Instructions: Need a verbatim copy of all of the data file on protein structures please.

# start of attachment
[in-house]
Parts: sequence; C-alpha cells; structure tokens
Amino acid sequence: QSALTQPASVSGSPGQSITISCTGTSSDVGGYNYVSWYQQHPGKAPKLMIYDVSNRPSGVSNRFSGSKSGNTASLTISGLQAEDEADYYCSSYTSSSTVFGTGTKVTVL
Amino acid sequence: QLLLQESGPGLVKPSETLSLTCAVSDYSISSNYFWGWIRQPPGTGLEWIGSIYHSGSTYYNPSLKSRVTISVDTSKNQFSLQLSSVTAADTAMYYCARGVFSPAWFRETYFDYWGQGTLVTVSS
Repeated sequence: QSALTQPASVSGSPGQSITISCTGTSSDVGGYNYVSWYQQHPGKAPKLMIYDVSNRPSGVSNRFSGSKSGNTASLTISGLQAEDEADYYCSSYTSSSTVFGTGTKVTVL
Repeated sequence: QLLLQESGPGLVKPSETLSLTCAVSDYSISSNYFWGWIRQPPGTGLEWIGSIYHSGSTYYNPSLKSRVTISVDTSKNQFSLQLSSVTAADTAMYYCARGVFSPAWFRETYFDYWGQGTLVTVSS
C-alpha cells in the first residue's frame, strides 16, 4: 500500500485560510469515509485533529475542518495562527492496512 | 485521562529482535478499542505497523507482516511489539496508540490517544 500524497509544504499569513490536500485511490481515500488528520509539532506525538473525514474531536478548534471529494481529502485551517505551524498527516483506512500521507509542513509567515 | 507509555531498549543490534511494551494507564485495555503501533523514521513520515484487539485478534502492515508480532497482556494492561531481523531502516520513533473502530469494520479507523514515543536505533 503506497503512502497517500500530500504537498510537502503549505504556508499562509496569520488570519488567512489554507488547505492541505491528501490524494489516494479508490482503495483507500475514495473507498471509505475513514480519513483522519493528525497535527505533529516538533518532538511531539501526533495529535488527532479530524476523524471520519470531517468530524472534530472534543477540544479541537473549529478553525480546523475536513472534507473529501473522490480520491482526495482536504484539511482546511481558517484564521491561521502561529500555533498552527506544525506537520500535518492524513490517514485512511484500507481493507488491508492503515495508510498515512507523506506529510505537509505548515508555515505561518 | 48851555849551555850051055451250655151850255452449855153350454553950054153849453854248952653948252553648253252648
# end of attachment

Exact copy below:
[in-house]
Parts: sequence; C-alpha cells; structure tokens
Amino acid sequence: QSALTQPASVSGSPGQSITISCTGTSSDVGGYNYVSWYQQHPGKAPKLMIYDVSNRPSGVSNRFSGSKSGNTASLTISGLQAEDEADYYCSSYTSSSTVFGTGTKVTVL
Amino acid sequence: QLLLQESGPGLVKPSETLSLTCAVSDYSISSNYFWGWIRQPPGTGLEWIGSIYHSGSTYYNPSLKSRVTISVDTSKNQFSLQLSSVTAADTAMYYCARGVFSPAWFRETYFDYWGQGTLVTVSS
Repeated sequence: QSALTQPASVSGSPGQSITISCTGTSSDVGGYNYVSWYQQHPGKAPKLMIYDVSNRPSGVSNRFSGSKSGNTASLTISGLQAEDEADYYCSSYTSSSTVFGTGTKVTVL
Repeated sequence: QLLLQESGPGLVKPSETLSLTCAVSDYSISSNYFWGWIRQPPGTGLEWIGSIYHSGSTYYNPSLKSRVTISVDTSKNQFSLQLSSVTAADTAMYYCARGVFSPAWFRETYFDYWGQGTLVTVSS
C-alpha cells in the first residue's frame, strides 16, 4: 500500500485560510469515509485533529475542518495562527492496512 | 485521562529482535478499542505497523507482516511489539496508540490517544 500524497509544504499569513490536500485511490481515500488528520509539532506525538473525514474531536478548534471529494481529502485551517505551524498527516483506512500521507509542513509567515 | 507509555531498549543490534511494551494507564485495555503501533523514521513520515484487539485478534502492515508480532497482556494492561531481523531502516520513533473502530469494520479507523514515543536505533 503506497503512502497517500500530500504537498510537502503549505504556508499562509496569520488570519488567512489554507488547505492541505491528501490524494489516494479508490482503495483507500475514495473507498471509505475513514480519513483522519493528525497535527505533529516538533518532538511531539501526533495529535488527532479530524476523524471520519470531517468530524472534530472534543477540544479541537473549529478553525480546523475536513472534507473529501473522490480520491482526495482536504484539511482546511481558517484564521491561521502561529500555533498552527506544525506537520500535518492524513490517514485512511484500507481493507488491508492503515495508510498515512507523506506529510505537509505548515508555515505561518 | 48851555849551555850051055451250655151850255452449855153350454553950054153849453854248952653948252553648253252648